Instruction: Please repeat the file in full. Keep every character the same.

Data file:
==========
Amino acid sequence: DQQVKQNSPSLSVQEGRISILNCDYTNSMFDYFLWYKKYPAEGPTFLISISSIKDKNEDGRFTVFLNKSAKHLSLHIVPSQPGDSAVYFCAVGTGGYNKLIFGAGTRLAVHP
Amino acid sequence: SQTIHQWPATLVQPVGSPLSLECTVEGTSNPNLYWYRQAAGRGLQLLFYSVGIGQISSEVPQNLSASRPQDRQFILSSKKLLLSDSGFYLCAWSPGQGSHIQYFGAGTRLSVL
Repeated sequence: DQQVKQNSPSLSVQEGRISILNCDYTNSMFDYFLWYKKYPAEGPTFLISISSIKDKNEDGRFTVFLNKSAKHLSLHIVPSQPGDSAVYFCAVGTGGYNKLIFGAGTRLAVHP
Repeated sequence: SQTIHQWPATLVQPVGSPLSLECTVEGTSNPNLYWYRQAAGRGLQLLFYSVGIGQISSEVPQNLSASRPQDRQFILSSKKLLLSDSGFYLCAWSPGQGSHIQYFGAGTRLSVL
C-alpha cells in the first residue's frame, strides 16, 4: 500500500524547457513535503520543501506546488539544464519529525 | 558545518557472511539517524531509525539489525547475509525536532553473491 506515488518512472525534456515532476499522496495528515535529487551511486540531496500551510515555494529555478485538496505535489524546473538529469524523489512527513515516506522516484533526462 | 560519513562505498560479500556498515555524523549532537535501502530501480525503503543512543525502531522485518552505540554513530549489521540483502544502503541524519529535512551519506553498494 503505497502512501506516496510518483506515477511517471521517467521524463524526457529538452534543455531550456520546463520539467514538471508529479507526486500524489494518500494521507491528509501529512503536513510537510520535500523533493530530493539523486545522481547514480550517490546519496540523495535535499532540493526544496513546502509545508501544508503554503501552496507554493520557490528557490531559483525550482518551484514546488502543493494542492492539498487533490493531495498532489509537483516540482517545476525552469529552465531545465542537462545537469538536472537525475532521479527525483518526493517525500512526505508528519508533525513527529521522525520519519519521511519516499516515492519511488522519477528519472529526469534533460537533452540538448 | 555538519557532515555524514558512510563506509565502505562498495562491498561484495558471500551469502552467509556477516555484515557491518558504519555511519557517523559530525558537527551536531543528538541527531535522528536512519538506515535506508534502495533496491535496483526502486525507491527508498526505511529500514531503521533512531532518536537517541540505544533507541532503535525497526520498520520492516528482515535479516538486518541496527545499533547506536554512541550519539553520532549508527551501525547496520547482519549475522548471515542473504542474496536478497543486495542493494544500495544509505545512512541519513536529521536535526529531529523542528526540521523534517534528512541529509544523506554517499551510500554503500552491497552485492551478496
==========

Amino acid sequence: DQQVKQNSPSLSVQEGRISILNCDYTNSMFDYFLWYKKYPAEGPTFLISISSIKDKNEDGRFTVFLNKSAKHLSLHIVPSQPGDSAVYFCAVGTGGYNKLIFGAGTRLAVHP
Amino acid sequence: SQTIHQWPATLVQPVGSPLSLECTVEGTSNPNLYWYRQAAGRGLQLLFYSVGIGQISSEVPQNLSASRPQDRQFILSSKKLLLSDSGFYLCAWSPGQGSHIQYFGAGTRLSVL
Repeated sequence: DQQVKQNSPSLSVQEGRISILNCDYTNSMFDYFLWYKKYPAEGPTFLISISSIKDKNEDGRFTVFLNKSAKHLSLHIVPSQPGDSAVYFCAVGTGGYNKLIFGAGTRLAVHP
Repeated sequence: SQTIHQWPATLVQPVGSPLSLECTVEGTSNPNLYWYRQAAGRGLQLLFYSVGIGQISSEVPQNLSASRPQDRQFILSSKKLLLSDSGFYLCAWSPGQGSHIQYFGAGTRLSVL
C-alpha cells in the first residue's frame, strides 16, 4: 500500500524547457513535503520543501506546488539544464519529525 | 558545518557472511539517524531509525539489525547475509525536532553473491 506515488518512472525534456515532476499522496495528515535529487551511486540531496500551510515555494529555478485538496505535489524546473538529469524523489512527513515516506522516484533526462 | 560519513562505498560479500556498515555524523549532537535501502530501480525503503543512543525502531522485518552505540554513530549489521540483502544502503541524519529535512551519506553498494 503505497502512501506516496510518483506515477511517471521517467521524463524526457529538452534543455531550456520546463520539467514538471508529479507526486500524489494518500494521507491528509501529512503536513510537510520535500523533493530530493539523486545522481547514480550517490546519496540523495535535499532540493526544496513546502509545508501544508503554503501552496507554493520557490528557490531559483525550482518551484514546488502543493494542492492539498487533490493531495498532489509537483516540482517545476525552469529552465531545465542537462545537469538536472537525475532521479527525483518526493517525500512526505508528519508533525513527529521522525520519519519521511519516499516515492519511488522519477528519472529526469534533460537533452540538448 | 555538519557532515555524514558512510563506509565502505562498495562491498561484495558471500551469502552467509556477516555484515557491518558504519555511519557517523559530525558537527551536531543528538541527531535522528536512519538506515535506508534502495533496491535496483526502486525507491527508498526505511529500514531503521533512531532518536537517541540505544533507541532503535525497526520498520520492516528482515535479516538486518541496527545499533547506536554512541550519539553520532549508527551501525547496520547482519549475522548471515542473504542474496536478497543486495542493494544500495544509505545512512541519513536529521536535526529531529523542528526540521523534517534528512541529509544523506554517499551510500554503500552491497552485492551478496